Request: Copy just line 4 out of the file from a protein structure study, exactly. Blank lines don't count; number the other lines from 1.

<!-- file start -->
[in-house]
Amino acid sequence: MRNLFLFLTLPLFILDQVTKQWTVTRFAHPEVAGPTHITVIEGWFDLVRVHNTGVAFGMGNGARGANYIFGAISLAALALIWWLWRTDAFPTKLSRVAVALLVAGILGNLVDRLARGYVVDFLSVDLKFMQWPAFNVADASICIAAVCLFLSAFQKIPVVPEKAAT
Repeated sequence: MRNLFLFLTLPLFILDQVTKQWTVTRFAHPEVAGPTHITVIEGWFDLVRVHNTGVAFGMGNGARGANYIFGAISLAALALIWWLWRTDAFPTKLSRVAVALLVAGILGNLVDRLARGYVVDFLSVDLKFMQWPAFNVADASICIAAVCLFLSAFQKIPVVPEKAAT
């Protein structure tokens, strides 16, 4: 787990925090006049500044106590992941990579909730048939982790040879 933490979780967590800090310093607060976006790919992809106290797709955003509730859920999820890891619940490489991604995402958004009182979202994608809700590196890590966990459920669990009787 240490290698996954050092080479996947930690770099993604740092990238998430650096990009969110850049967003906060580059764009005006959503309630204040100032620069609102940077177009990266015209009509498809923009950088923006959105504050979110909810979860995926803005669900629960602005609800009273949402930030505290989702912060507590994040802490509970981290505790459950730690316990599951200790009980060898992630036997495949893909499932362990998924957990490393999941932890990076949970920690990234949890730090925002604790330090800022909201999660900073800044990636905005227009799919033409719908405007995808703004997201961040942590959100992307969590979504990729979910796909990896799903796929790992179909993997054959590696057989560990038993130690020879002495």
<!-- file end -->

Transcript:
């Protein structure tokens, strides 16, 4: 787990925090006049500044106590992941990579909730048939982790040879 933490979780967590800090310093607060976006790919992809106290797709955003509730859920999820890891619940490489991604995402958004009182979202994608809700590196890590966990459920669990009787 240490290698996954050092080479996947930690770099993604740092990238998430650096990009969110850049967003906060580059764009005006959503309630204040100032620069609102940077177009990266015209009509498809923009950088923006959105504050979110909810979860995926803005669900629960602005609800009273949402930030505290989702912060507590994040802490509970981290505790459950730690316990599951200790009980060898992630036997495949893909499932362990998924957990490393999941932890990076949970920690990234949890730090925002604790330090800022909201999660900073800044990636905005227009799919033409719908405007995808703004997201961040942590959100992307969590979504990729979910796909990896799903796929790992179909993997054959590696057989560990038993130690020879002495």